Does Huddersfield have a namesake in some far-flung corner of the globe?

That is the #AskExaminer poser for this week after the question received the most online votes.

After some online research, it appears that ‘Huddersfields’ are a bit thin on the ground – though there are thought to be two Down Under.

Roger Gill, of the Huddersfield and District Family History Society, first came across a mention of a Huddersfield in a copy of a New Atlas of the World and Pictorial Gazetteer in the late 1940s.

Many years later he looked it up again, but it had disappeared from atlases.

He tracked it down on Google Earth but the images of ‘Huddersfield, Queensland’ revealed very little other than that it’s about 7km along the Yorkshire Nelia Road from its junction with Julia Creek-Kynuna Road, near Julia Creek, an outback settlement.

Huddersfield, Queensland in the 1970s

It is not clear how the other Huddersfield it got its name but Roger discovered that a Huddersfield (West Yorkshire)-born family named Sutcliffe emigrated to Australia in 1914 and were later registered as living in ‘Huddersfield, Nelia’.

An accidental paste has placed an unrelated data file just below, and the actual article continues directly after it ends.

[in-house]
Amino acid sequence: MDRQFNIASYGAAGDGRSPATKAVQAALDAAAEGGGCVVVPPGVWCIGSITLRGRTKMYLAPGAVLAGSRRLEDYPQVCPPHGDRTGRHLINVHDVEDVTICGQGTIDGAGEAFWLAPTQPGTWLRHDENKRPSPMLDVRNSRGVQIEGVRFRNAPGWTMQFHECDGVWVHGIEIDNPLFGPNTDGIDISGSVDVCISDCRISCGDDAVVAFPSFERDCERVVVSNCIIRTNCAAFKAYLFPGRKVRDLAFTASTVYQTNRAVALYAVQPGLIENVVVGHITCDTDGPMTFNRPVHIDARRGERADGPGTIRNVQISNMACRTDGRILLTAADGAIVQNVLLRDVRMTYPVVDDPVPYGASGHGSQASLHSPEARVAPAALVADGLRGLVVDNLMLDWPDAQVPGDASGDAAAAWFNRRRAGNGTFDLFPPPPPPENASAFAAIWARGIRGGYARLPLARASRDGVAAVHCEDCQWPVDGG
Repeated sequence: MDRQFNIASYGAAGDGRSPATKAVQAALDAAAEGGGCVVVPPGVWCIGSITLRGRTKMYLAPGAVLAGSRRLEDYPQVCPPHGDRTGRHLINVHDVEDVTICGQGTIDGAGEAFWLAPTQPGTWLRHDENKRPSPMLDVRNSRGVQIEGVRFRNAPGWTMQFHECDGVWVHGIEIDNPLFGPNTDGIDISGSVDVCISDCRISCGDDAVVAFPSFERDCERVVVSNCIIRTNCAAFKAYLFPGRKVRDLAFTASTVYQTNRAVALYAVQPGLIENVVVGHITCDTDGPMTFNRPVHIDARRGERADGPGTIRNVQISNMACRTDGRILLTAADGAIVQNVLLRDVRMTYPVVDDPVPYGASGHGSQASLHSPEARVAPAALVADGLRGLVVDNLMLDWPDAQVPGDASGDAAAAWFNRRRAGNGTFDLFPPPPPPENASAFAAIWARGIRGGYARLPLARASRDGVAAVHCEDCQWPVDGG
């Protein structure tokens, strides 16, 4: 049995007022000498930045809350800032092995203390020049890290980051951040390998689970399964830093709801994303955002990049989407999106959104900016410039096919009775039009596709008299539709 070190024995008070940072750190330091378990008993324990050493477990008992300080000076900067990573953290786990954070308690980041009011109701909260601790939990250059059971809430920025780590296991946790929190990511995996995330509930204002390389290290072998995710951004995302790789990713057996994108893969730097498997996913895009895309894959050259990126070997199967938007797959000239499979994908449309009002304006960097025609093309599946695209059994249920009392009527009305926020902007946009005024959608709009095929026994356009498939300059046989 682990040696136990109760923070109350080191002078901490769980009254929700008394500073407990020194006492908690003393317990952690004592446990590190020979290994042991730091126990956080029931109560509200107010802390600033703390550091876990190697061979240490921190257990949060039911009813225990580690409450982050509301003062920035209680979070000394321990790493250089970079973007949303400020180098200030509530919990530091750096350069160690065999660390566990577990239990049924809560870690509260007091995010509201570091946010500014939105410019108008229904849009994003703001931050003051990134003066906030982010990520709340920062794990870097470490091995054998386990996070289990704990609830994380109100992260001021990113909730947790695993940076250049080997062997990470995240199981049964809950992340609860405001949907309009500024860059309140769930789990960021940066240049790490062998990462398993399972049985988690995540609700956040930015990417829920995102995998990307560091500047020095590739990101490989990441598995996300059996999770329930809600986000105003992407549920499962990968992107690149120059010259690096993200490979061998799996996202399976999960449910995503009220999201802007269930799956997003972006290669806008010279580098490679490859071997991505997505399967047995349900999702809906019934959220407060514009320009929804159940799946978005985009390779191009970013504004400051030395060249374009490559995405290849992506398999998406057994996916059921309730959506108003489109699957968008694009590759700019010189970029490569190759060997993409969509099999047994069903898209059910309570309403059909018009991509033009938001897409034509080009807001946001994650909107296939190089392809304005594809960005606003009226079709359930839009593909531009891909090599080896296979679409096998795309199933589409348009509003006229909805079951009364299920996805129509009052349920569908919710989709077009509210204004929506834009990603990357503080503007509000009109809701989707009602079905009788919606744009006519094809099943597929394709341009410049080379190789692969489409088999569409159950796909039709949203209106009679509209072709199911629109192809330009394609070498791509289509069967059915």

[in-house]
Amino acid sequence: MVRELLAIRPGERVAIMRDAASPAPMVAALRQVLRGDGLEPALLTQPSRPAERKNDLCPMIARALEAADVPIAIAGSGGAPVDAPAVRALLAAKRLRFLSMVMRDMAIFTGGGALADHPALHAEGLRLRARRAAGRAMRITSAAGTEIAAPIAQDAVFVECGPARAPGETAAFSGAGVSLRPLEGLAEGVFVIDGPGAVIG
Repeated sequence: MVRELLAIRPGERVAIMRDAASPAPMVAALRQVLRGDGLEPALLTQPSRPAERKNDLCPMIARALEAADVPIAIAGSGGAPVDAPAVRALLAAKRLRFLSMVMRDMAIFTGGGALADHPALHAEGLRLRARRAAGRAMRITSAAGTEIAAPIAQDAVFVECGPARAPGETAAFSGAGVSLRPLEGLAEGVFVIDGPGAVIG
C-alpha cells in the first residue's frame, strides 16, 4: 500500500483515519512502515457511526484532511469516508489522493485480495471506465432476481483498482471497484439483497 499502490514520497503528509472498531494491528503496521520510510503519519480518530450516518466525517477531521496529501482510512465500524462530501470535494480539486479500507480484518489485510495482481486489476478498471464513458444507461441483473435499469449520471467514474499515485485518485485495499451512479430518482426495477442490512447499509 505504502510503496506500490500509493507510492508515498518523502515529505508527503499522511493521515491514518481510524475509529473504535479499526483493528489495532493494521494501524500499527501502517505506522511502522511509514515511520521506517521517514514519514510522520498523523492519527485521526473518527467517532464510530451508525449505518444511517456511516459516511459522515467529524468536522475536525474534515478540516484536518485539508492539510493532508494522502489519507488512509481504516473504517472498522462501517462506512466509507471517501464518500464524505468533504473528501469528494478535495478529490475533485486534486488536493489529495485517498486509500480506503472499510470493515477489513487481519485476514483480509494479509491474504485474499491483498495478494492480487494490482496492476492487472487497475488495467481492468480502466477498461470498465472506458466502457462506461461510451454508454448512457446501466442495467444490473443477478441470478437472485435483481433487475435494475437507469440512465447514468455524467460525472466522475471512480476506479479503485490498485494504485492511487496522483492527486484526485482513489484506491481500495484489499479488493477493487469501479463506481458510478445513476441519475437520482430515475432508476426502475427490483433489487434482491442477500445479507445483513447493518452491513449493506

The Sutcliffes were Harry and Martha and children Doris and Annie. Martha was mentioned on the electoral roll as late as 1949.

Roger then got in touch with a man called Chris ‘Scub’ Evans whose grandfather had purchased ‘Huddersfield’, Queensland in 1953. It was described as a ‘family property’ and a large tract of land for sheep rearing.

Roger Gill of the Huddersfield and District Family History Society

Chris recalled: “When grandfather purchased Huddersfield in 1953 the region was seen as an opportunity to expand cheaply into the wool industry.

“Thus most of the open country was stocked with sheep and there were numerous properties supporting young families.

“Julia Creek along with Cloncurry and Richmond were regarded as the most northerly wool growing regions of Australia.”

He added: “Huddersfield was established with an area of about 27,000 acres, primarily as a sheep property aimed at running 8,000-10,000 sheep. Due to a large area of unfenced stock route, the usable area was over 34,000 acres, still small in comparison to many other properties at that time.”

There is also thought to be a second location called Huddersfield in Australia, but there are no further details.

It’s not known who named these places and why but it is known that West Yorkshire residents were early settlers in Australia.

In The Australian People, author James Jupp writes: “One of the first significant migrations to Australia was from Yorkshire to Western Australia. The North can claim to have brought Australia such mixed benefits as fish and chips and rugby league...originating in Huddersfield in 1895.”

  • Do you know of any other Huddersfields? Email andrew.robinson@trinitymirror.com
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